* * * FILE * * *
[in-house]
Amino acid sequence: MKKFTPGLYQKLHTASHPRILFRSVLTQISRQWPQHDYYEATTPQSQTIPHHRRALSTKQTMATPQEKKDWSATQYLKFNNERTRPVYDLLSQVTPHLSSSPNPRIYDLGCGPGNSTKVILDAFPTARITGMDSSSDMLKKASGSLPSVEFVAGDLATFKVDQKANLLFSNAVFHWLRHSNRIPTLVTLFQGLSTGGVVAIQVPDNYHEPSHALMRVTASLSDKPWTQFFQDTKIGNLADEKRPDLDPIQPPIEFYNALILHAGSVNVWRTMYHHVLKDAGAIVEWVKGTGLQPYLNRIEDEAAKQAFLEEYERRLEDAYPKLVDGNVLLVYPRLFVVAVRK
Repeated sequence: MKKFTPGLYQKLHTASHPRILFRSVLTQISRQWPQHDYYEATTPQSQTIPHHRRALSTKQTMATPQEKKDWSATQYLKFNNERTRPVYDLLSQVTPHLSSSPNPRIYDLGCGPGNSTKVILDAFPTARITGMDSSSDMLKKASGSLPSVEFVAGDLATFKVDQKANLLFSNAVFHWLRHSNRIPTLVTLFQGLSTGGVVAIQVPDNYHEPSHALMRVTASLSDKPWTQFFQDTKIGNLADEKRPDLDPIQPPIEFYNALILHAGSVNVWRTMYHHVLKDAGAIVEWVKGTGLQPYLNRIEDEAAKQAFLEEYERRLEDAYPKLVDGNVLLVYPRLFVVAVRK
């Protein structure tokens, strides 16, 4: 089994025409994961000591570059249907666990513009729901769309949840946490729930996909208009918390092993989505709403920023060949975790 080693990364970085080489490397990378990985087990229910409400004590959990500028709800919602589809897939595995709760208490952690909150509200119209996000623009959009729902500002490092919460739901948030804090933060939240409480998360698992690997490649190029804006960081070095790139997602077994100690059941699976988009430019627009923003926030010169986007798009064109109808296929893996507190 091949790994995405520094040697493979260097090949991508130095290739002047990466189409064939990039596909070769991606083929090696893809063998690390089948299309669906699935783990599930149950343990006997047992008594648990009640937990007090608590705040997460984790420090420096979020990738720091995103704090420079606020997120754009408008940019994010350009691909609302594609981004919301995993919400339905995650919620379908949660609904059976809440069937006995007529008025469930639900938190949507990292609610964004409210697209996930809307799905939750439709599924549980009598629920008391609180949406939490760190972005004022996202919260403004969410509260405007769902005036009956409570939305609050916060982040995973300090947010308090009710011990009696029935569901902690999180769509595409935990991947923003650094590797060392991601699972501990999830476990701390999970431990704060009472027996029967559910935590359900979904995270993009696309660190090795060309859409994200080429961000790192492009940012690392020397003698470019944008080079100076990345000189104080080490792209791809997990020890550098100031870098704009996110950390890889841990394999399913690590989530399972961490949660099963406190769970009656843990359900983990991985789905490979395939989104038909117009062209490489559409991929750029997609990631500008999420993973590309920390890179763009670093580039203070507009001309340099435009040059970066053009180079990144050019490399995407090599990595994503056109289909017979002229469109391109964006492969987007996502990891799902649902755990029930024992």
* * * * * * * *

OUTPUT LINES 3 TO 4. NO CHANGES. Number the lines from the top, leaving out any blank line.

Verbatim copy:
Repeated sequence: MKKFTPGLYQKLHTASHPRILFRSVLTQISRQWPQHDYYEATTPQSQTIPHHRRALSTKQTMATPQEKKDWSATQYLKFNNERTRPVYDLLSQVTPHLSSSPNPRIYDLGCGPGNSTKVILDAFPTARITGMDSSSDMLKKASGSLPSVEFVAGDLATFKVDQKANLLFSNAVFHWLRHSNRIPTLVTLFQGLSTGGVVAIQVPDNYHEPSHALMRVTASLSDKPWTQFFQDTKIGNLADEKRPDLDPIQPPIEFYNALILHAGSVNVWRTMYHHVLKDAGAIVEWVKGTGLQPYLNRIEDEAAKQAFLEEYERRLEDAYPKLVDGNVLLVYPRLFVVAVRK
């Protein structure tokens, strides 16, 4: 089994025409994961000591570059249907666990513009729901769309949840946490729930996909208009918390092993989505709403920023060949975790 080693990364970085080489490397990378990985087990229910409400004590959990500028709800919602589809897939595995709760208490952690909150509200119209996000623009959009729902500002490092919460739901948030804090933060939240409480998360698992690997490649190029804006960081070095790139997602077994100690059941699976988009430019627009923003926030010169986007798009064109109808296929893996507190 091949790994995405520094040697493979260097090949991508130095290739002047990466189409064939990039596909070769991606083929090696893809063998690390089948299309669906699935783990599930149950343990006997047992008594648990009640937990007090608590705040997460984790420090420096979020990738720091995103704090420079606020997120754009408008940019994010350009691909609302594609981004919301995993919400339905995650919620379908949660609904059976809440069937006995007529008025469930639900938190949507990292609610964004409210697209996930809307799905939750439709599924549980009598629920008391609180949406939490760190972005004022996202919260403004969410509260405007769902005036009956409570939305609050916060982040995973300090947010308090009710011990009696029935569901902690999180769509595409935990991947923003650094590797060392991601699972501990999830476990701390999970431990704060009472027996029967559910935590359900979904995270993009696309660190090795060309859409994200080429961000790192492009940012690392020397003698470019944008080079100076990345000189104080080490792209791809997990020890550098100031870098704009996110950390890889841990394999399913690590989530399972961490949660099963406190769970009656843990359900983990991985789905490979395939989104038909117009062209490489559409991929750029997609990631500008999420993973590309920390890179763009670093580039203070507009001309340099435009040059970066053009180079990144050019490399995407090599990595994503056109289909017979002229469109391109964006492969987007996502990891799902649902755990029930024992």